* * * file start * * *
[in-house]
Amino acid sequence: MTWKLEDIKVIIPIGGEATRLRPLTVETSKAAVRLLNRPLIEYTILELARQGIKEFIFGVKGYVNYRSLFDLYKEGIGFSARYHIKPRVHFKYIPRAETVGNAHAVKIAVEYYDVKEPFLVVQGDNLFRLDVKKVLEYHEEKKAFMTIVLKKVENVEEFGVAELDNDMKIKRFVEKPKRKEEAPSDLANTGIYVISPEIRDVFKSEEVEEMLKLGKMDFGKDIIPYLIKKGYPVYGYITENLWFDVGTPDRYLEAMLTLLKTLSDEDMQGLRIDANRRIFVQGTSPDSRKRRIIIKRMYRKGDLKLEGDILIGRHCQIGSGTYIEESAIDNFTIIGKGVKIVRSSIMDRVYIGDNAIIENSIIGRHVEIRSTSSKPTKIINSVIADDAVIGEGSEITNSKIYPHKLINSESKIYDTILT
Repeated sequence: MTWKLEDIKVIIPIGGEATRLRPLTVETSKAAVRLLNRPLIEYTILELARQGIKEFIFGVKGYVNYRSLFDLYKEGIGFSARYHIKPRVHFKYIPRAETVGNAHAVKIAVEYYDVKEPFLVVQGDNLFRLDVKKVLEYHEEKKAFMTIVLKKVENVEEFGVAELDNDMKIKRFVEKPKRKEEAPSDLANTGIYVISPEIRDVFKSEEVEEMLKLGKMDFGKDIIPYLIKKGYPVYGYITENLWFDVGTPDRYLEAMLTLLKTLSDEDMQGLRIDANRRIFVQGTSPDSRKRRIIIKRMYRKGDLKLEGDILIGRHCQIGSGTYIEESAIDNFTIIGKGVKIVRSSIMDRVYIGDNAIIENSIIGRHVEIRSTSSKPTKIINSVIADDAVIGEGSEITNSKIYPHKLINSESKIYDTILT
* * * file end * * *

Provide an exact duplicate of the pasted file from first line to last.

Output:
[in-house]
Amino acid sequence: MTWKLEDIKVIIPIGGEATRLRPLTVETSKAAVRLLNRPLIEYTILELARQGIKEFIFGVKGYVNYRSLFDLYKEGIGFSARYHIKPRVHFKYIPRAETVGNAHAVKIAVEYYDVKEPFLVVQGDNLFRLDVKKVLEYHEEKKAFMTIVLKKVENVEEFGVAELDNDMKIKRFVEKPKRKEEAPSDLANTGIYVISPEIRDVFKSEEVEEMLKLGKMDFGKDIIPYLIKKGYPVYGYITENLWFDVGTPDRYLEAMLTLLKTLSDEDMQGLRIDANRRIFVQGTSPDSRKRRIIIKRMYRKGDLKLEGDILIGRHCQIGSGTYIEESAIDNFTIIGKGVKIVRSSIMDRVYIGDNAIIENSIIGRHVEIRSTSSKPTKIINSVIADDAVIGEGSEITNSKIYPHKLINSESKIYDTILT
Repeated sequence: MTWKLEDIKVIIPIGGEATRLRPLTVETSKAAVRLLNRPLIEYTILELARQGIKEFIFGVKGYVNYRSLFDLYKEGIGFSARYHIKPRVHFKYIPRAETVGNAHAVKIAVEYYDVKEPFLVVQGDNLFRLDVKKVLEYHEEKKAFMTIVLKKVENVEEFGVAELDNDMKIKRFVEKPKRKEEAPSDLANTGIYVISPEIRDVFKSEEVEEMLKLGKMDFGKDIIPYLIKKGYPVYGYITENLWFDVGTPDRYLEAMLTLLKTLSDEDMQGLRIDANRRIFVQGTSPDSRKRRIIIKRMYRKGDLKLEGDILIGRHCQIGSGTYIEESAIDNFTIIGKGVKIVRSSIMDRVYIGDNAIIENSIIGRHVEIRSTSSKPTKIINSVIADDAVIGEGSEITNSKIYPHKLINSESKIYDTILT